Building abroad

School of Architecture graduate students travel to Denmark on an alumnus's dime to learn about infrastructure and society.

From the outside, the concrete Bagsværd Church looks like an industrial factory made from a series of stacked rectangles. A few steps closer into the courtyard, views of the clouds entice you, and it feels warm and bright. Inside, the curved concrete roof modulates light and mimics the form of the clouds. You’d barely know that one wall separates this serene sanctuary from a busy road and another bustling day in Copenhagen.   

"For three days, I was back in school with students. I got to learn, but I’m not responsible for having any completed work."
- Todd Rubin

The church, designed by Jørn Utzon in 1968, is just one of the many structures that 20 Syracuse University first-year architecture graduate students experienced on their trip to Denmark from Feb. 23 to 28.

“Of the many amazing buildings we saw, the church was a real standout,” said Brett Snyder, an assistant professor who accompanied the students on the trip. “A few simple materials created a real masterpiece.”

This journey was unique compared to the School of Architecture’s other study abroad experiences because it was sponsored by an architecture alumnus, Todd Rubin, '04. About one year ago, Rubin, now the vice president and minister of evolution at his family-owned company, The Republic of Tea, developed the idea of the Rubin Global Design Studio trip. He foresaw it as a crucial part of the graduate students’ curriculum.

Following graduation, Rubin said, he wanted to remain connected to the university, so he joined the school's Advisory Board. But he said he wanted to do more than just what was required to be a board member.

“I knew that my minimum gift required by my board membership couldn’t do something as big as I wanted to do,” Rubin said. “I wanted to make sure that I would be able to see the gift I was giving in action.”

Rubin based the idea for this excursion off a trip to Israel that his parents sponsor for young Jewish professionals in Rubin’s hometown of St. Louis, Mo. every year.

“It’s not just a free trip to Copenhagen though,” Rubin said, “It’s about how the students will now come home and apply it to their curriculum.”

After spending last summer working closely with School of Architecture Dean Mark Robbins and the Development Office, Rubin said he knew that he wanted to embark on this experience alongside the students. Having already traveled to more than 20 countries himself, Rubin also wanted to go somewhere new where he could learn just as much as the students would.

“I wanted to be like a fly on the wall,” Rubin said. “For three days, I was back in school with students. I got to learn, but I’m not responsible for having any completed work,” he said chuckling.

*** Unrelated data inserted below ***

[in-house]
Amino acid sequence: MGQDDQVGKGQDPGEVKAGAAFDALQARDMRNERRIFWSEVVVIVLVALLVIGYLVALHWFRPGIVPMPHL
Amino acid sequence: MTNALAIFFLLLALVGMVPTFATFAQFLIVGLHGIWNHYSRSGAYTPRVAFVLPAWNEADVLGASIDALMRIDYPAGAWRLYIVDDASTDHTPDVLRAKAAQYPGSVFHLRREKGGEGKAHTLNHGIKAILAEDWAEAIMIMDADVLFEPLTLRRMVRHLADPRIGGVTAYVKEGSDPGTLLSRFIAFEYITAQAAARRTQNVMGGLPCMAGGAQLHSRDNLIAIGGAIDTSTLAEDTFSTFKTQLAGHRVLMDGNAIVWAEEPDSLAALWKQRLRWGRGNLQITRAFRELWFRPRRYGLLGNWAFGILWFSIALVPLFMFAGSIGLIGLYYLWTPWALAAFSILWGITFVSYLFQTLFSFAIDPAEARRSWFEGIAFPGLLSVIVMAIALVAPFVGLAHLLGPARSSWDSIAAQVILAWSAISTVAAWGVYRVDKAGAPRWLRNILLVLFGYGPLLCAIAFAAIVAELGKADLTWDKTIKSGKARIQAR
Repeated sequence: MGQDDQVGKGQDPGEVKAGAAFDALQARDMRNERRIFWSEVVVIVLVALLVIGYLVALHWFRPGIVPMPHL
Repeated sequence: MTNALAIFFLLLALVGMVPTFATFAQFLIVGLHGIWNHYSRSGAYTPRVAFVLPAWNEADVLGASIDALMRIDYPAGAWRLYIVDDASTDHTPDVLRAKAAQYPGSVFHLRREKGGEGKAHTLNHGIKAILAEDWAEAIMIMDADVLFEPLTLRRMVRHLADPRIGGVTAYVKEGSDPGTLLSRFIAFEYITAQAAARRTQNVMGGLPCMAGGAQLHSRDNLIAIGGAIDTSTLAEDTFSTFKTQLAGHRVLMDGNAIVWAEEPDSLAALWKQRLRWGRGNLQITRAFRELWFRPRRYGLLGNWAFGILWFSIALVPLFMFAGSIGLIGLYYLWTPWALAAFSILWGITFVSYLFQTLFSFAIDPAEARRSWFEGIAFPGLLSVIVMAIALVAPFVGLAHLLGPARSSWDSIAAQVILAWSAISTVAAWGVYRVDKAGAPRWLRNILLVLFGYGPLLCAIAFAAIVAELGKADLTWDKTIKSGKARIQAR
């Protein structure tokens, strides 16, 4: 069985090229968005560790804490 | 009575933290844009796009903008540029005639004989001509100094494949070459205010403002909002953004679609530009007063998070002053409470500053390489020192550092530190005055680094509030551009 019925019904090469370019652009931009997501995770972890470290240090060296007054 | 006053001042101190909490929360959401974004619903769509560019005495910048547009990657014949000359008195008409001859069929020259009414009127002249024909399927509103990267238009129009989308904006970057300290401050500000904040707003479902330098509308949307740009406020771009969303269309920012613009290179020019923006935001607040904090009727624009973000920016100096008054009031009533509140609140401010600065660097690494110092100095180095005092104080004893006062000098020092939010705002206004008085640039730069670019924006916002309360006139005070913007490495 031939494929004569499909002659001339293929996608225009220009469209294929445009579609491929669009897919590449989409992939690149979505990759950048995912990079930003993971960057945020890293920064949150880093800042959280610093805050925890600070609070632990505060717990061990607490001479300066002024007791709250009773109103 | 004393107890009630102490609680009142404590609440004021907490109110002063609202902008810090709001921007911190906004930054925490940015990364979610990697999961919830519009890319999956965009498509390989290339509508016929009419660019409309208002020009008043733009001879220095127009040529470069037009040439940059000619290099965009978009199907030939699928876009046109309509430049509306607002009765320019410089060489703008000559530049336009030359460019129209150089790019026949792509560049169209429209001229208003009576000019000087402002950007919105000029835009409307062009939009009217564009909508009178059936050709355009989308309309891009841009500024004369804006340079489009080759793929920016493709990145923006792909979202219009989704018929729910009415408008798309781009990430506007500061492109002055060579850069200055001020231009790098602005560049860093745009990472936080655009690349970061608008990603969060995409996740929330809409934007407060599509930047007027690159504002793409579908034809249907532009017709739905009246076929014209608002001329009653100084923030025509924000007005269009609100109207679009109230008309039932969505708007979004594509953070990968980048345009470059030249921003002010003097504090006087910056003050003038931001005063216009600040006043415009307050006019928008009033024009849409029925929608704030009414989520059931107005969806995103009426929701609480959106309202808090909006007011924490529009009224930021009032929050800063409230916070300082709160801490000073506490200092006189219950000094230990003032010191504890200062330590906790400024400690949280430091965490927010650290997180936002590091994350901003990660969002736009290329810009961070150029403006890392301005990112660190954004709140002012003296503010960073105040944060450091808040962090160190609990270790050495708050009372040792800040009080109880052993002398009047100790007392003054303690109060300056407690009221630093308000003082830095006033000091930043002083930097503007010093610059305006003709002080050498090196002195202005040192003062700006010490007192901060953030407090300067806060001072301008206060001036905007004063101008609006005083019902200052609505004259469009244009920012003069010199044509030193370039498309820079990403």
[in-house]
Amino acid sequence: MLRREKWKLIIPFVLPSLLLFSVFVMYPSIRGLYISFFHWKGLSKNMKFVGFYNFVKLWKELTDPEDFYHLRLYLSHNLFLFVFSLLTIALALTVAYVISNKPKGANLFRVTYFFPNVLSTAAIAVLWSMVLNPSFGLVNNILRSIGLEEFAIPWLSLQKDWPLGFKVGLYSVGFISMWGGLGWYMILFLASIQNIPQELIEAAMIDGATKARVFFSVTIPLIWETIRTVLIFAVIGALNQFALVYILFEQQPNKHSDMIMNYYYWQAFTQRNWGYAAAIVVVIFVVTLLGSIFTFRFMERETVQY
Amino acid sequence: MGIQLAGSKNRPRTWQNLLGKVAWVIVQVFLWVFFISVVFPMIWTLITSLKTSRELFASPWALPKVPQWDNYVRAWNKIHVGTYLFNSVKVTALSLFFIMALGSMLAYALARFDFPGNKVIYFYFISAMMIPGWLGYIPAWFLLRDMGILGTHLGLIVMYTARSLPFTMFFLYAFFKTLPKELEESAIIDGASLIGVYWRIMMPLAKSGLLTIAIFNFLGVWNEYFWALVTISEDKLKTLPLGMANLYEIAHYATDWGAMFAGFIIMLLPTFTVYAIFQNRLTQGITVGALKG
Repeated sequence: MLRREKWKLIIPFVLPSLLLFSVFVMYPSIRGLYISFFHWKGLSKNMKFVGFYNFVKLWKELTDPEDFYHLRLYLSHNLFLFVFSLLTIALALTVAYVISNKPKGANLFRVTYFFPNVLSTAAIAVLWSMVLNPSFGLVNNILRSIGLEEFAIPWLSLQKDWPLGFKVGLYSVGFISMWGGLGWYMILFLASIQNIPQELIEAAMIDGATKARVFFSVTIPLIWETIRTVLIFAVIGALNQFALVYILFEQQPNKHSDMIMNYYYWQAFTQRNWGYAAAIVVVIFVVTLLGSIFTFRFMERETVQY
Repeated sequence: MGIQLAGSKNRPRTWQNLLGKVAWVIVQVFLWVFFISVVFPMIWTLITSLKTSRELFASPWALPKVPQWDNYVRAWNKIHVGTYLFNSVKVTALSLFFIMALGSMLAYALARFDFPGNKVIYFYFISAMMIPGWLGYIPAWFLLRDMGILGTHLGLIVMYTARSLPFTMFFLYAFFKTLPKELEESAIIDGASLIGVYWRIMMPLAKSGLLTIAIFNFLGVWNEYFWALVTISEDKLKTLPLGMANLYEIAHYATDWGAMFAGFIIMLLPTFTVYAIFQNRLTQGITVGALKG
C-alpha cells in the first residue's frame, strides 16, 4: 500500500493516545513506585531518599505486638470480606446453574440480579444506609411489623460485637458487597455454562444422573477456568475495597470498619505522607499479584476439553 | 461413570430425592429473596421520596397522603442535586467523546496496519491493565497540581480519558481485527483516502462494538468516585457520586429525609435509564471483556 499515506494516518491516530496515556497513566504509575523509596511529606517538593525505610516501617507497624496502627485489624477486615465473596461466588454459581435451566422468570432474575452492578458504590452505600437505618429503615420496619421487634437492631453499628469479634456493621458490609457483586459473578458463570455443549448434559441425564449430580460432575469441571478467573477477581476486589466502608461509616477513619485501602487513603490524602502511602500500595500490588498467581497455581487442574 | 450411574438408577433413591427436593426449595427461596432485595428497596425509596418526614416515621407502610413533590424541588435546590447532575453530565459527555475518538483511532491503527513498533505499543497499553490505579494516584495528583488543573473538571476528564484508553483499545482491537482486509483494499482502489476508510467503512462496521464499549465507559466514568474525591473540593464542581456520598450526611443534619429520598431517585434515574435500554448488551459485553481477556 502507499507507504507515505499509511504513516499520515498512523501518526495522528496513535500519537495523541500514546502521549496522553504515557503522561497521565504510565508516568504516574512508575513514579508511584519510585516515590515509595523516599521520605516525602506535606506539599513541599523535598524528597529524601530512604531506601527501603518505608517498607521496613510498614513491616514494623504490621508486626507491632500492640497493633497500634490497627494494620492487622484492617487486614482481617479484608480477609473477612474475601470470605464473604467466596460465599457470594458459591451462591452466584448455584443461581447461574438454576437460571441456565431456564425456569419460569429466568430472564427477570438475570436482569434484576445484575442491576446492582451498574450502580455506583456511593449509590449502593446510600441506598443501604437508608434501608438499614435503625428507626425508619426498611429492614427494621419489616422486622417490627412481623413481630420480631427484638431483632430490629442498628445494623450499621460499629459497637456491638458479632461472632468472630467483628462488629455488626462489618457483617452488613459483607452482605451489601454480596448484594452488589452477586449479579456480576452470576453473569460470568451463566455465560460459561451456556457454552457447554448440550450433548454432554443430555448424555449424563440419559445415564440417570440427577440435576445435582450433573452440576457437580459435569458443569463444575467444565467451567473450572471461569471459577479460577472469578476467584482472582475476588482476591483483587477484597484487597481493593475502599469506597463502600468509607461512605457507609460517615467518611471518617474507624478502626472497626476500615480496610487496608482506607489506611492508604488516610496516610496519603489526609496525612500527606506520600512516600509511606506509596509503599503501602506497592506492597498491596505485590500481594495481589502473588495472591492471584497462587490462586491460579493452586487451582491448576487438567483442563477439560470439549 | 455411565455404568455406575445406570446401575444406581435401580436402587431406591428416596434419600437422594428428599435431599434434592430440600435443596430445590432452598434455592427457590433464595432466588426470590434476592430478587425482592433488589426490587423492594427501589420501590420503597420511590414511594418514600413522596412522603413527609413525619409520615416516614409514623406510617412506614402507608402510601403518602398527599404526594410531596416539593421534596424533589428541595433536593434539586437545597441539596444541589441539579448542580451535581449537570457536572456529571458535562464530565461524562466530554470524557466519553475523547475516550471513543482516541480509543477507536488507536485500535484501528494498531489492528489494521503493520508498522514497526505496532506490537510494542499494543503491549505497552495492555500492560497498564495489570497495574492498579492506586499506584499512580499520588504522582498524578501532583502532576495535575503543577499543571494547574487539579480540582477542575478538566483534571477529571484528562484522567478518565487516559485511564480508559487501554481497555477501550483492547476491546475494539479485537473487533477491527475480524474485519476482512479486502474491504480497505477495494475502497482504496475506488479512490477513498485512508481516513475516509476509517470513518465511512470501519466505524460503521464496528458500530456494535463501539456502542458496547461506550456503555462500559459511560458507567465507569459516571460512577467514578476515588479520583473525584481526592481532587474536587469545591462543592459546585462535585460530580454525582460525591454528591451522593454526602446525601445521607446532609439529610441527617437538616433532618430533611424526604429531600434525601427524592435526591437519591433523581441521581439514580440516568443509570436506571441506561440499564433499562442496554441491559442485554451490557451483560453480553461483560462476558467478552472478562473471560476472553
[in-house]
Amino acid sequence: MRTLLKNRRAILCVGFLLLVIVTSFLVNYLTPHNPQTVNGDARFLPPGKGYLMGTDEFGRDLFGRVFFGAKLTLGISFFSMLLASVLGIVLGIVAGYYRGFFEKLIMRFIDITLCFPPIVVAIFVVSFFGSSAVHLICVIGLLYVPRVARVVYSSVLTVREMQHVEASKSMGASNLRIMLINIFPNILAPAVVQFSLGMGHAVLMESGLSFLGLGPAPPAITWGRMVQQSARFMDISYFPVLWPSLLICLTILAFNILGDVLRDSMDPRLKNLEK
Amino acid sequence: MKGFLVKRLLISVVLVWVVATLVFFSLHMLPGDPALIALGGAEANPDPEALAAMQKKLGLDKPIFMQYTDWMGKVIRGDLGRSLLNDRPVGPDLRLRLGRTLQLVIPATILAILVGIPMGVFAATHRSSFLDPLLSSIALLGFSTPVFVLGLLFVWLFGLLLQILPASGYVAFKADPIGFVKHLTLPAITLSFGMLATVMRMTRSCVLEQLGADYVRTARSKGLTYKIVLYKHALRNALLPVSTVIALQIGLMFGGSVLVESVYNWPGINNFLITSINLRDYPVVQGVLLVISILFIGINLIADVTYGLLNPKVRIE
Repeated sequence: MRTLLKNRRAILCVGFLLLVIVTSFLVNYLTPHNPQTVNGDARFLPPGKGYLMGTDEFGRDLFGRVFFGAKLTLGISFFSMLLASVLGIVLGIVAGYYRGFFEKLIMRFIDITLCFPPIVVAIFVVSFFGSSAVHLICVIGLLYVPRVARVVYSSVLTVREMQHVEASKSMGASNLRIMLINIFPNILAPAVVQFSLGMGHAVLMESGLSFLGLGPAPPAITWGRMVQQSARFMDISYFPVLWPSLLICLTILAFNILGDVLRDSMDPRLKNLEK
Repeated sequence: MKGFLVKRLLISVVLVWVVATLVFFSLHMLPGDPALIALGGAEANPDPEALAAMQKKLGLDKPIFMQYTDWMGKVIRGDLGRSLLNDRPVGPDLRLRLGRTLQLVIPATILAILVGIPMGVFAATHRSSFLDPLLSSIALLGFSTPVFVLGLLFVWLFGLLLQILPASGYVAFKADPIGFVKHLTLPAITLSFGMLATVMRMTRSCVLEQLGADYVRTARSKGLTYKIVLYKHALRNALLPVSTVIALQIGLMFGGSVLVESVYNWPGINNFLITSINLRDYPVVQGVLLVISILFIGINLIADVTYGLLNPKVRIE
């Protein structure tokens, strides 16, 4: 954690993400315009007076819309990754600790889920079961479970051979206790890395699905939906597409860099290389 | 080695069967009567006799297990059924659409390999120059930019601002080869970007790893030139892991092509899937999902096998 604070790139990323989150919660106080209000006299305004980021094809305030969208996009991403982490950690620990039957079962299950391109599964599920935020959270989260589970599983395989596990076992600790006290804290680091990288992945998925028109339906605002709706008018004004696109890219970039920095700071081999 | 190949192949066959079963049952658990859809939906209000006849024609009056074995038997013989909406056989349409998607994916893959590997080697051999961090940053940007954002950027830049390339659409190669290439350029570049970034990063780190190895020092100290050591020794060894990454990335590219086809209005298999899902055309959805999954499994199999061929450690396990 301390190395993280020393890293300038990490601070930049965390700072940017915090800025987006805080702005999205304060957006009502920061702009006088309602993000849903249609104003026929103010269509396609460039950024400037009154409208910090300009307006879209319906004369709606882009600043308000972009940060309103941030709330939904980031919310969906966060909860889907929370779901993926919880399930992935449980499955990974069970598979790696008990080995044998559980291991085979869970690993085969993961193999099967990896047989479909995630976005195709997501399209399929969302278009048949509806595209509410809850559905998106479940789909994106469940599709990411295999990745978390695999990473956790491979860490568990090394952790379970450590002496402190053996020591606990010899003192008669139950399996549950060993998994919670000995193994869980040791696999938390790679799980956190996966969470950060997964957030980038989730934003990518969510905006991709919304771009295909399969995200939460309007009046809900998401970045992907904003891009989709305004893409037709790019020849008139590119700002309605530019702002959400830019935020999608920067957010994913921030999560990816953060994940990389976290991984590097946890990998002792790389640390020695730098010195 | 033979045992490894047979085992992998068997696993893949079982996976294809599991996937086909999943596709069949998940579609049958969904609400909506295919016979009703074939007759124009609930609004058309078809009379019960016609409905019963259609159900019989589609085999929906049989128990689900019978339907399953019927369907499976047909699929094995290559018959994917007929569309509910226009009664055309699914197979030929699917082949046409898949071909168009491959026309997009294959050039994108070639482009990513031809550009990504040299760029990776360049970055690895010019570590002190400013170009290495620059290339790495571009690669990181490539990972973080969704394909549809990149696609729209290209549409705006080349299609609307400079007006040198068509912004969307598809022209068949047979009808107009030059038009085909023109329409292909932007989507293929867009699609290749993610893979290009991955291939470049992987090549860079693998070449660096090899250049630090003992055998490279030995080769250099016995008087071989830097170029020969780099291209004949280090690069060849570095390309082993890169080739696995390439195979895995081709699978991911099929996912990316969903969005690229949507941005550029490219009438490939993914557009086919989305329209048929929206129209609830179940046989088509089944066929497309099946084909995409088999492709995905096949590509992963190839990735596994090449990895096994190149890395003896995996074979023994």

Rubin said that the most inspirational moment of the trip for him was realizing what an opportunity he was providing for these students.

“Some people may say their first trip outside of the U.S. was to Mexico or Canada,” Rubin said. “But not many can say their first international trip was to Denmark. That will be very memorable for them.”

Nate Russell was one of the students for whom the trip was his first abroad experience. He said he felt embraced by the people of Denmark.

“I’ve never met people so eager to use English in my life,” he said.

All semester, the students have been looking at different types of social organizational networks and at the designs of banks as symbols of stability in our post -financial crash economy. Professor Francisco Sanin and assistant professor Snyder chose Copenhagen as the destination for the trip while taking into consideration the students’ areas of focus.

“In Denmark, under a social democratic model, there is a great deal of attention brought to sustainable development in terms of the social environment and technology,” Sanin said. “There is an extensive use and support for public infrastructure and biking lanes, for example.”

To experience this connectivity for themselves, the students and faculty spent six hours one day biking around the city in 30-degree snowy weather. Snyder recalled seeing many unexpected things on the daytrip, such as a trampoline built into the sidewalk.

“It was just this kind of moment of joy in the city where you wouldn’t normally find it,” Snyder said. “These little moments from something as simple as a trampoline have made people see the city in a different way,” he said.

Snyder said he is an avid biker and felt safe enough in Denmark to bike without the helmet he normally wears.

Danielle Lax, a student on the trip, said she feels the infrastructure reflects the personalities of the Danish. “Things that totally wouldn’t be allowed here because of safety laws are commonplace there,” Lax said. “There aren’t railings on the harbor, so a certain number of people fall in every year. But they just accept it and climb right out of the water.”

Now that they have returned, the students will transfer all that they’ve learned about the infrastructure of Copenhagen into their current projects.

“It was amazing to see how happy the people really are in their communities," Lax said. "We as architects try to put that into American architectural buildings, but it’s not quite as successful here yet.”

Rubin, the alumnus who funded the trip, will visit Syracuse on April 28 to review the students’ final projects. He plans to have the Global Design Studio take place every semester, he said. But next time, someplace a bit warmer.

“The next destination will be one on the cutting edge of architecture, but that also is steeped in architectural history,” Rubin said. “Some destinations in mind include Brazil, Chile, Cuba - anywhere south of the Equator.”

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